Posted on Jan 1, 2021
SFC Kathy Pepper
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When I was in Basic Training in 1981, our Drill Sergeant told us that we may not speak against the President because he is our boss; over the next 35 years, I heard only one Soldier make an offensive comment. I have been reading opinions about LTC Alexander Vindman, and have seen Trump being both vilified and deified. Is it considered okay to make disrespectful comments when one is no longer active?
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MAJ Dale E. Wilson, Ph.D.
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Maybe Douglas MacArthur, James Mattis, or John Kelly will weigh in on this. Seriously, though, for all the complaints about Trump's "thin skin," he has been remarkably tolerant of the vituperation heaped upon him.

I suspect many of us critical of the president elect, the left in general and of a Christian conservative bent are going to find out when Big Tech and the DOJ finish their review of our social media footprint. . . .
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CPL Henry Miller
CPL Henry Miller
1 mo
See case of Major General Edwin Walker my Divisional CO in Germany. At the time of the founding of the John Birch Society. He pushed 'Birch written material on the troops.
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Frank Leverett
Frank Leverett
1 mo
This is exactly it! Twitter and FB started it before 20 Jan, banning President Trump, and then ramping up their "if you defy us you're banned." Schumer of the "I want to restrict free speech" fame is now "Majority leader" and you will see attempts to repeal or amend certain rights, then, the SHTF.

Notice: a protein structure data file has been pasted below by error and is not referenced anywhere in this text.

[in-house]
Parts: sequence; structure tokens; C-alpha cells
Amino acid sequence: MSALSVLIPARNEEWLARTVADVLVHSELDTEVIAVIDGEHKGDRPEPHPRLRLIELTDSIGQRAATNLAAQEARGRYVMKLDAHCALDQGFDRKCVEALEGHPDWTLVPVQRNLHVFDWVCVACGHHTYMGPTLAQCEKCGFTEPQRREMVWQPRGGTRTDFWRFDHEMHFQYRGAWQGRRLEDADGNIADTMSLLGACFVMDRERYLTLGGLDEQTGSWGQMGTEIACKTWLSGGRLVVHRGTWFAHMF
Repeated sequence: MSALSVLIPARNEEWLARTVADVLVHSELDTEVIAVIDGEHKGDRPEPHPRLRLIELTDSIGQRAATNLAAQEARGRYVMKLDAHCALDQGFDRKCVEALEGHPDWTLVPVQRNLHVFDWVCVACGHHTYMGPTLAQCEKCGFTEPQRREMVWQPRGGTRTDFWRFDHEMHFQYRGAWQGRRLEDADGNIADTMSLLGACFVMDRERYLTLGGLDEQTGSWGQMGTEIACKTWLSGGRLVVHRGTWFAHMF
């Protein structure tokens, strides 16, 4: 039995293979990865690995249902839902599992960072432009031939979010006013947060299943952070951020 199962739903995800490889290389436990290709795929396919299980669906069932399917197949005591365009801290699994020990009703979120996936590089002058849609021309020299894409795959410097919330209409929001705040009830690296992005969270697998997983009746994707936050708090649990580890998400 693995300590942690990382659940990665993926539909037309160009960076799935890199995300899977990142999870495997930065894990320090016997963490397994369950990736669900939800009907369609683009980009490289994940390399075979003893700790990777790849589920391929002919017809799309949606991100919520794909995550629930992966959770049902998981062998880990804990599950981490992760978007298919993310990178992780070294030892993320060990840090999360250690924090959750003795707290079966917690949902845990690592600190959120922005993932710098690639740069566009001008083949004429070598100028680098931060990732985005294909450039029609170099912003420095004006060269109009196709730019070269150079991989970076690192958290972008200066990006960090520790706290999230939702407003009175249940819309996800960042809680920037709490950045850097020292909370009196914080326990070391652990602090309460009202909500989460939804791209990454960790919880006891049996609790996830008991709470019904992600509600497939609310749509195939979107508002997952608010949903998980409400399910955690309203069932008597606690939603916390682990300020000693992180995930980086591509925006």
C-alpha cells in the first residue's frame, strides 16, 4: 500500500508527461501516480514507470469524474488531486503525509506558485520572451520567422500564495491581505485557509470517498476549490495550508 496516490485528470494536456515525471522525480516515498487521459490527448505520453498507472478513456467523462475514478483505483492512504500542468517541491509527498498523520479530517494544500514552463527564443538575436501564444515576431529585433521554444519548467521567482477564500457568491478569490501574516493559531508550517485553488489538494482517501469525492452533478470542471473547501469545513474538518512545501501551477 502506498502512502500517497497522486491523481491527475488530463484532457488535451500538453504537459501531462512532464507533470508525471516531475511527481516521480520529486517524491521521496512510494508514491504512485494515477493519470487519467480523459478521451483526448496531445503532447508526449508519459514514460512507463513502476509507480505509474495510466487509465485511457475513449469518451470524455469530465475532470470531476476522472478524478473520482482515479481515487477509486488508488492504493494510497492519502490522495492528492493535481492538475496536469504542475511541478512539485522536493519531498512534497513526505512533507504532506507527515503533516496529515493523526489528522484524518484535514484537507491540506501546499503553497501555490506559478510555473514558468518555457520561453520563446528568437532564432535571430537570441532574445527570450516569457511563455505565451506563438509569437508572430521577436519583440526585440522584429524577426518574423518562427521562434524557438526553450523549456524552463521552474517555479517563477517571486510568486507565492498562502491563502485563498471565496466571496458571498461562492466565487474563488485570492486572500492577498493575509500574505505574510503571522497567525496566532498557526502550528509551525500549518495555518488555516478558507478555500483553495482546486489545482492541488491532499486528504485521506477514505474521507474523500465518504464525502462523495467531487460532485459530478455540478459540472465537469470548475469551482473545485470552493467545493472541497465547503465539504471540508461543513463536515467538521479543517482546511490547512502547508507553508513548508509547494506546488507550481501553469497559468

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SGT Richard McArthur
SGT Richard McArthur
1 mo
Once out of the military, one is no longer bound by guidelines or restrictions that apply to the military. In short, Sgt. R.P. McArthur (discharged) can make any comments I want on a President etc. Of course, if they are defamatory and false, I can be sued; if I incite violence, I might be prosecuted. But that has nothing to do with my brief service.
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SPC Edward Oliver
SPC Edward Oliver
1 mo
but if you are drawing pension better check deep deep deep.
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Capt Gregory Prickett
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The UCMJ prohibits serving officers from using "contemptuous words against the President, the Vice President, Congress, the Secretary of Defense, the Secretary of a military department, the Secretary of Homeland Security. . . ." (Art. 88, UCMJ). An enlisted member would be charged under the general article, art. 134.

But the UCMJ doesn't apply to reservists who are not on duty. So reservists can do so to their hearts content.
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Capt Gregory Prickett
Capt Gregory Prickett
1 mo
SFC (Join to see) - It's going to vary, but you clearly have a good idea. If you are on active duty, or if you are in a drill/AT status, I would err on the side of caution. If you go Guard, make sure that you are familiar with the state code. For example, in Texas, Art. 88 covered the governor, and not the president, but they would like charge "conduct unbecoming." Just be careful.
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SSgt Chris Francis
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1LT Human Resources Officer
1LT (Join to see)
1 mo
As a Reservist I can say I have recently been in two separate divisions and both have warned agsinst exactly this.